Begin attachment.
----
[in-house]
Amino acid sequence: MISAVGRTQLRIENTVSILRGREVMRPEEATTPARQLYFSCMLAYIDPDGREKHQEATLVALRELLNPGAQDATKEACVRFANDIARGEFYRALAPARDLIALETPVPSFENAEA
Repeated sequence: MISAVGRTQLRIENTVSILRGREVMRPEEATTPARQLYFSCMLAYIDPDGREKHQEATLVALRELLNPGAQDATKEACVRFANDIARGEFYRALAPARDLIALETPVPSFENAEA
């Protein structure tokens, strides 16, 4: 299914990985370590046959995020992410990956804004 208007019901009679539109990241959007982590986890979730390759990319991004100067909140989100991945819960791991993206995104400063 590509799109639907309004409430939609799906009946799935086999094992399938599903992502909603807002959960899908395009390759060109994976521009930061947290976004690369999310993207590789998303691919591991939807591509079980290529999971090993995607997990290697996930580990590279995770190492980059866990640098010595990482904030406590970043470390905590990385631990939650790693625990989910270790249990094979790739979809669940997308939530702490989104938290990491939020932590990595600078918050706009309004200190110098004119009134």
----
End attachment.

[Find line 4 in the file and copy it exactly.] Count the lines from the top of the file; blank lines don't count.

């Protein structure tokens, strides 16, 4: 299914990985370590046959995020992410990956804004 208007019901009679539109990241959007982590986890979730390759990319991004100067909140989100991945819960791991993206995104400063 590509799109639907309004409430939609799906009946799935086999094992399938599903992502909603807002959960899908395009390759060109994976521009930061947290976004690369999310993207590789998303691919591991939807591509079980290529999971090993995607997990290697996930580990590279995770190492980059866990640098010595990482904030406590970043470390905590990385631990939650790693625990989910270790249990094979790739979809669940997308939530702490989104938290990491939020932590990595600078918050706009309004200190110098004119009134």